As Steven Hajjar boarded the bus for the half hour drive between Salt River Fields and the Phoenix Municipal Stadium, his adrenaline was pumping and his nerves were racing.

The left-handed redshirt freshman had waited a year for his first start after a knee injury sidelined him last season, but on Saturday he was given only 30 minutes to prepare. 

Because the Michigan baseball team made an already challenging week even harder by adding a game against then-No. 3 Arizona State, the Wolverines were forced to expedite their pregame routine and skip their scouting report. 

“I was waiting a long time to go out there and play with the guys,” Hajjar said. “(I) got to watch all last year all the success. It was great to finally be a part of it and be out there with the guys. Obviously Arizona State is a really good team.”

The odds were stacked against Hajjar. He was facing a team with some of the top hitters in the country in his first collegiate start while the defense behind him was about to play in the second game of a double header.

Hajjar was nervous and rightfully so. 

But the lefty delivered a performance that put all of his prior nerves at ease. 

In his first opportunity to prove his worth and show his potential to earn a spot in the rotation, Hajjar pitched six innings and did not allow a single run. 

After the Sun Devils got three quick outs in the top of the first, Hajjar struck out the first two batters he faced two up, two down. 

Even more impressive given who the second batter was — Arizona States junior Spencer Torkelson. He is also known as the No. 1 college prospect in the 2020 MLB draft, according to Baseball America, and a two-time unanimous All-American. 

The Pac 12 home run leader from a year ago struck out swinging. Arizona State’s biggest threat was neutralized. All said and done, Torkelson would go 0-for-3 on the day with a walk. 

With the help of what Hajjar described as an “absolute brick wall” of a defense behind him, the first inning was over. The nerves were lessened and Hajjar began to grow more and more comfortable with each inning.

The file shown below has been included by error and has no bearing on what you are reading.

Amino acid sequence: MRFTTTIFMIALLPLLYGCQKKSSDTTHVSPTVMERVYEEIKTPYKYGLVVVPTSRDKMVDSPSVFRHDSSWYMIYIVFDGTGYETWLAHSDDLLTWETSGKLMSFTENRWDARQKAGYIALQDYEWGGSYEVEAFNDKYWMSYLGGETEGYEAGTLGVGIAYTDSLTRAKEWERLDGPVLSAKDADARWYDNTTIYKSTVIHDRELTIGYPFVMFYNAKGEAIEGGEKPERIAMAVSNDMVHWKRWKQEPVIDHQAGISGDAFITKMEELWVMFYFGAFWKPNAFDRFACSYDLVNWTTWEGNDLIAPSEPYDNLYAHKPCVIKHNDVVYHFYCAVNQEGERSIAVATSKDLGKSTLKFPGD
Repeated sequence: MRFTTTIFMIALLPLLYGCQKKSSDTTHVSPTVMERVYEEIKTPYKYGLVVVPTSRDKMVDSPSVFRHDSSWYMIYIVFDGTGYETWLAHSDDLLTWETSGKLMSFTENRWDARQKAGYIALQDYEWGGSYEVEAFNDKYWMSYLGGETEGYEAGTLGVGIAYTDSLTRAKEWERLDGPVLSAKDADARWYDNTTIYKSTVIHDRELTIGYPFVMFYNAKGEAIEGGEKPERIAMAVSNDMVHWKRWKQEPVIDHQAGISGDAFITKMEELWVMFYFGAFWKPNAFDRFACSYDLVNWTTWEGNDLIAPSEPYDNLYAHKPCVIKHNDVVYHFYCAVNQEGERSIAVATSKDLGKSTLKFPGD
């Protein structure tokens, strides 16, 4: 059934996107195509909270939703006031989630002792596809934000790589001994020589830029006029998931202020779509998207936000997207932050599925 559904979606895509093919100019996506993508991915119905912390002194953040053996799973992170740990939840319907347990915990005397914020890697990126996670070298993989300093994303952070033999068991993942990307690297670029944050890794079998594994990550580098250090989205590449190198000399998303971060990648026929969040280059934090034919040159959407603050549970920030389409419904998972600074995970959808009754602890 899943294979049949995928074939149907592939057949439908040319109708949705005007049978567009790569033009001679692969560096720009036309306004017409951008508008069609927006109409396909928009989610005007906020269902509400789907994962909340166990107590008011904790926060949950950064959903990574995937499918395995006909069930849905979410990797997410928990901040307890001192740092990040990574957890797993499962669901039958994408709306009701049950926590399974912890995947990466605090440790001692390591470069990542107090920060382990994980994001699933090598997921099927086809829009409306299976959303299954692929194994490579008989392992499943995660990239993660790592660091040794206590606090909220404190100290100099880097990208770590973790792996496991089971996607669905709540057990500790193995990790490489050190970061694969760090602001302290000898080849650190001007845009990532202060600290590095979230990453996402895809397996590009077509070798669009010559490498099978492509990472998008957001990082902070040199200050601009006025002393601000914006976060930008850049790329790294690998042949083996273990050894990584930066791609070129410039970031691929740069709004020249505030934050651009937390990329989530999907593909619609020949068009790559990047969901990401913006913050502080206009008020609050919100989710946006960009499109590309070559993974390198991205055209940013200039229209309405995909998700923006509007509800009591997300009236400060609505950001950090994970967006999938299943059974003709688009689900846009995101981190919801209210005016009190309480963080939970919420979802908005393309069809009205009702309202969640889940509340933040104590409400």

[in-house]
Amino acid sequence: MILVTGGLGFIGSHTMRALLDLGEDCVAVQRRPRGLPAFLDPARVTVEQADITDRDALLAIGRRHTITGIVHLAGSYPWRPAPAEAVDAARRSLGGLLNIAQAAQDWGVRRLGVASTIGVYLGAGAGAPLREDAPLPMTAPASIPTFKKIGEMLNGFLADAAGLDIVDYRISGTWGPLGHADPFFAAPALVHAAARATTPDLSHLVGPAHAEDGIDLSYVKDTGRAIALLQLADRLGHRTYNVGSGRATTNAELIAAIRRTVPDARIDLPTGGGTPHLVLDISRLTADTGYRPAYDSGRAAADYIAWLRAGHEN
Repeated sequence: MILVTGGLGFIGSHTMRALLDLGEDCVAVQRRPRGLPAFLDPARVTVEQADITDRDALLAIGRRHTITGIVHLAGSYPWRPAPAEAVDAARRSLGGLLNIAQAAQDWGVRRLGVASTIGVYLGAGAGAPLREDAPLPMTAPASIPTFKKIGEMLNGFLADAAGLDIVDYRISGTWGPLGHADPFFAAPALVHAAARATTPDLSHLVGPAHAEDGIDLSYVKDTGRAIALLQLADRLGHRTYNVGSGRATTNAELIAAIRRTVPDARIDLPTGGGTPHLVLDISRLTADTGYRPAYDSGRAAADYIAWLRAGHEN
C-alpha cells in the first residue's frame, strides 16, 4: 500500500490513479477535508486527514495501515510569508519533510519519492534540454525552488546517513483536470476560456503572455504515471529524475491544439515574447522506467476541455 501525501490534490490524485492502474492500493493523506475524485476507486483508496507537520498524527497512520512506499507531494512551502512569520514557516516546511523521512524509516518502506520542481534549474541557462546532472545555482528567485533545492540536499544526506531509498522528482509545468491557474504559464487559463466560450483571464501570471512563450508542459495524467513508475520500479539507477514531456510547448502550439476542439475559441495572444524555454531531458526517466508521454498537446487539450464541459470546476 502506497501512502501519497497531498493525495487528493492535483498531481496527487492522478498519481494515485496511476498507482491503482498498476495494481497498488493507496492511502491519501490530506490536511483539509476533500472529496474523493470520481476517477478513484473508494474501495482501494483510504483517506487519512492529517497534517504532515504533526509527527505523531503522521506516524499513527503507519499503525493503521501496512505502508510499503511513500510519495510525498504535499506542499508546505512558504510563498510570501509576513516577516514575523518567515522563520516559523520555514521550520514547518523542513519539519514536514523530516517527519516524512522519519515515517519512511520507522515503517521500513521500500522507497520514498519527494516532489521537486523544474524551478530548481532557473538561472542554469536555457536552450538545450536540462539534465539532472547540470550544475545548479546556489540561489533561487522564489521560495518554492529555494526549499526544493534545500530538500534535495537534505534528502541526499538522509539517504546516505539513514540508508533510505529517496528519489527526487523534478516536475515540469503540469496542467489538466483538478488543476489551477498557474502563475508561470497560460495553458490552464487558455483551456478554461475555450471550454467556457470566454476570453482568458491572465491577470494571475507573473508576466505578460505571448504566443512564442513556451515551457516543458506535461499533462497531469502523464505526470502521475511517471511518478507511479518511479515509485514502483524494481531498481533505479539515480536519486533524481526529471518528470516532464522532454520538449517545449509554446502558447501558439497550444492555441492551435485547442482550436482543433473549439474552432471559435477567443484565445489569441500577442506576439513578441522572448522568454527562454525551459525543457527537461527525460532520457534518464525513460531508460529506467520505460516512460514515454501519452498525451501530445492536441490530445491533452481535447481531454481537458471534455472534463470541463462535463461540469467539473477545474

Despite growing more relaxed throughout his outing, his game plan remained steady and simple. 

“I just try and go out there and throw strikes as best I can and compete,” Hajjar said.

A simple game plan, but one that he followed with great accuracy. Over the course of six innings, Hajjar faced 23 batters and only threw 87 pitches. That’s good for an average of 3.78 pitches per batter. 

After losing starting pitchers Tommy Henry and Karl Kauffmann last year — putting a major hold in the pitching rotation — Hajjar proved that he has the ability to get outs against some of the best hitters in the country in a high-pressure environment. The biggest question coming in to the season is replacing the second spot. Hajjar isn’t expected to become Michigan’s ace, a spot most likely saved for junior right-hander Jeff Criswell, but he showed on Saturday that he has the abilities to be a solid weekend starter and possibly become the No. 2 guy.

The first inning went as well as anyone could have expected. But the true impact of Hajjar’s debut came when he faced adversity in the later innings. In the second inning, allowing a walk and a hit with two outs, Hajjar earned his third K of the day, stranding two runners on base. 

In the fifth inning, with the Wolverines leading 2-0, Hajjar allowed two singles and a sacrifice bunt to advance both runners into scoring position with only one out. However, the Sun Devils were unable to make strong contact with the ball. The next two batters flew out to end the inning. 

Hajjar’s seven strikeouts and three hits propelled him to win his first Big Ten Freshman of the Week and Big Ten Pitcher of the Week awards. His four pitch repertoire of low 90 MPH fastballs, slider, circle changes and curveballs proved to be nearly unhittable for some of the best batters in the country. 

With only 30 minutes to prepare, Hajjar couldnt have asked for a better start. There’s no telling what his ceiling might be given more time to prepare. 

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